Archived posting to the Leica Users Group, 2006/04/14

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Subject: [Leica] Leica sighting, or how I tripped on a rude person....
From: s.dimitrov at (Slobodan Dimitrov)
Date: Fri Apr 14 20:13:03 2006
References: <> <>

Who's Austin? Or, which Austin? I've since deleted all the old email,  
and dumped the trash, so I can't use it to refresh my memory.
I get approached all the time, with or without my credentials hanging  
around my neck, so I think nothing of it.
More often than not, when a film shooter approaches me it's to mooch  
a roll of film as they usually tend to underestimate usage in a high  
energy event. Enough times it's been a leica shooter that's been in  
What weird about this, is that I carry a digital SLR and a TLR, or a  
SLR, Rolleiflex. How on earth would I carry 35mm if I'm using a  
Rollei. Haven't figure that one out yet. Although I've used a Leica  
for these, I can count on one hand how often it's been in the past  
ten years. Prior to that I used the leica regularly. Editors, at the  
turn of the last century, wanted to see everything flash filled. That  
dictated my dropping it for work, but keeping it for special projects.
There is another one of these marches tomorrow morning. This time in  
memorial of the 14 year old who committed suicide over comments from  
a school employee. We'll see how this one goes.

Slobodan Dimitrov
Studio G-8,
Angels Gate Cultural Center

On Apr 14, 2006, at 4:30 PM, Adam Bridge wrote:

> I've pondered this thread awhile and for the life of me I don't see
> why you were so offended by the person's reluctance. Introducing ones
> self is usually sufficient and implies that you'd be happy to learn
> who the other party is. But that person has no requirement to answer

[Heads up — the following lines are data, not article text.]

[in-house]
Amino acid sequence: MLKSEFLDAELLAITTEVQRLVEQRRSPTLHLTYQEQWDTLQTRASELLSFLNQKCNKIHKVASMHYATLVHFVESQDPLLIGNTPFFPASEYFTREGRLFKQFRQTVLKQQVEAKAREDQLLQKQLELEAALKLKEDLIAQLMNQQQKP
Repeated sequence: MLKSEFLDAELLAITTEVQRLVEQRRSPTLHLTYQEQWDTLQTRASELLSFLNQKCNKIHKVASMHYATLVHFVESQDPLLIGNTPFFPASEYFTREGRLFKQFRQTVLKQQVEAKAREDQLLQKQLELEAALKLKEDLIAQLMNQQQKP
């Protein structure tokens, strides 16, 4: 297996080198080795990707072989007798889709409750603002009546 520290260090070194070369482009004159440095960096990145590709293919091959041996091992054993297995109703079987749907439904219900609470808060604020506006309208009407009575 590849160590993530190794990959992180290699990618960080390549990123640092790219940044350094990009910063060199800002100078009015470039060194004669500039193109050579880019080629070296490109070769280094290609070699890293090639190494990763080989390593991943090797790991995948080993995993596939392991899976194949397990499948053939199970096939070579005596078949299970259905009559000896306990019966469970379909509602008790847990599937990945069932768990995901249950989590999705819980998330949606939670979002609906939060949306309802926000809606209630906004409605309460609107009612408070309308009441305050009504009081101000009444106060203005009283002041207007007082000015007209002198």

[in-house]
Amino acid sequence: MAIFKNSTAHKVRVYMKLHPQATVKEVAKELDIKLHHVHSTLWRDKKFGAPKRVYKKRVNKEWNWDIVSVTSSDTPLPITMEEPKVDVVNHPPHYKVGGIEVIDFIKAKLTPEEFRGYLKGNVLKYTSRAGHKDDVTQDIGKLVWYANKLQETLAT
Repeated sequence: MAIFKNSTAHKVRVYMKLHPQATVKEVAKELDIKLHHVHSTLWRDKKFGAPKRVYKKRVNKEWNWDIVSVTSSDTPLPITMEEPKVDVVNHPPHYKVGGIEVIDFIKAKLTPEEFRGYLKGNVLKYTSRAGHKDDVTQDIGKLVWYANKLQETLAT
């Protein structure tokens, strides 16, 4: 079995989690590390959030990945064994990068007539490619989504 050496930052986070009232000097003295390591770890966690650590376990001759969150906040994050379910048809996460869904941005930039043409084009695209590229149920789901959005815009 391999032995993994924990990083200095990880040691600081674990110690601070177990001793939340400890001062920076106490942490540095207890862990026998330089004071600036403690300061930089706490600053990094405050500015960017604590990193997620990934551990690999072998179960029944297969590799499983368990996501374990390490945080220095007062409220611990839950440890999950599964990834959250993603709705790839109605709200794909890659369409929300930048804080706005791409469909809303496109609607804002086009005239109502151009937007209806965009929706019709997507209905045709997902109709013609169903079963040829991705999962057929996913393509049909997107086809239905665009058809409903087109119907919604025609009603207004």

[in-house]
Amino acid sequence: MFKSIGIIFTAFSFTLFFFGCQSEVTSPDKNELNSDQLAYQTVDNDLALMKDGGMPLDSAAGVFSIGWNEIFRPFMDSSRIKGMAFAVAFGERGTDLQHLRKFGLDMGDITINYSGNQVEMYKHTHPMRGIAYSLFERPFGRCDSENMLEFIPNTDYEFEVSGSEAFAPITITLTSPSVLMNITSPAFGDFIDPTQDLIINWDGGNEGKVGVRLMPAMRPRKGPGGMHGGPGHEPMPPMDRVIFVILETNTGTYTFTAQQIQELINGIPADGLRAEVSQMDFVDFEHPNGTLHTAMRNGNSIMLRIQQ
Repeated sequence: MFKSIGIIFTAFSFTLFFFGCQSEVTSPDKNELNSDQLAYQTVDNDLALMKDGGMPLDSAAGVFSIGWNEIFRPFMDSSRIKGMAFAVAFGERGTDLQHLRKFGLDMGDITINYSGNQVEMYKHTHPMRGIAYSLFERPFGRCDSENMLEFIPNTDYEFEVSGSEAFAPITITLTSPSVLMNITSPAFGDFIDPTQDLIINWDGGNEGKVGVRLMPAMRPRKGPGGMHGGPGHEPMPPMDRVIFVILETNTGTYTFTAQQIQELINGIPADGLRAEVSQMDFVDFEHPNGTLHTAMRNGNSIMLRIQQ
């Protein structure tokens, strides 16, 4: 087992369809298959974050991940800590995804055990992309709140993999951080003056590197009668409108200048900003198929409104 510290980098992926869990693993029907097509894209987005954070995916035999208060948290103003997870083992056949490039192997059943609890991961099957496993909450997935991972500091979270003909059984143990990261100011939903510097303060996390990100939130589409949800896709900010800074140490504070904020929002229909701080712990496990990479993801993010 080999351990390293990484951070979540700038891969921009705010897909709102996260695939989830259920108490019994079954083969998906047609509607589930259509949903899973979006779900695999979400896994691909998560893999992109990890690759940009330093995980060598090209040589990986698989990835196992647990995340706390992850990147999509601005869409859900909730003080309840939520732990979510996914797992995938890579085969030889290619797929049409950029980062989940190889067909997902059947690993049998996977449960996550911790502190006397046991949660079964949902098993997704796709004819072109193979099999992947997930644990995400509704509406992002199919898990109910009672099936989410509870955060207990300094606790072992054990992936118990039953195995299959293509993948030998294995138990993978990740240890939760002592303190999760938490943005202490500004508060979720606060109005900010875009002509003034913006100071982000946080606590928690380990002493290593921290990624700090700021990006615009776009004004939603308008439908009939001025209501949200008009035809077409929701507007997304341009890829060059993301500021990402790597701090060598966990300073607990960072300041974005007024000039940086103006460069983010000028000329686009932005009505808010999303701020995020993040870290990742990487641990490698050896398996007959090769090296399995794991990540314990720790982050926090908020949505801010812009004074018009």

> back. Once you cross the boundary and ASK the person's name then for
> many of us you're pushing into personal space.
> You're a press photographer, I think, Slobodan so being "out there"
> and forceful is probably a part of your nature.
> But for some of us this kind in inquiry is an outer circle of Hell. If
> we wanted people to know who we were we'd wear a name tag or in
> response to a gentle prompt for conversation we might answer. But a
> demand for who I am? I don't think so.
> I don't feel Austin was being elitist. I think he was being private
> and there's a big difference. He's willing not to bug other people and
> has every right to expect that in return.
> Sometimes it's fun to meet other Leica users - as in the case back in
> autumn 2004 at the Goosenecks when I met four European Leica folks.
> One of them was outgoing, the others not so much. Maybe they were
> wanting to focus on the location. It was fun. I was on vacation,
> figured I was amongst tourists who knew about this particular spot and
> was at ease.
> But at Bryce I was photographing from a vantage point and there was a
> gentleman with his R8. I would have spoken to him but it was clear he
> didn't want to interact. Which was fine.
> In a world where we are bombarded by incessent marketing the right to
> privacy and one's own space is very important. At least it is to me.
> Adam Bridge
> _______________________________________________
> Leica Users Group.
> See for more information

Replies: Reply from images at InfoAve.Net (Tina Manley) ([Leica] Leica sighting, or how I tripped on a rude person....)
In reply to: Message from s.dimitrov at (Slobodan Dimitrov) ([Leica] Leica sighting, or how I tripped on a rude person....)
Message from abridge at (Adam Bridge) ([Leica] Leica sighting, or how I tripped on a rude person....)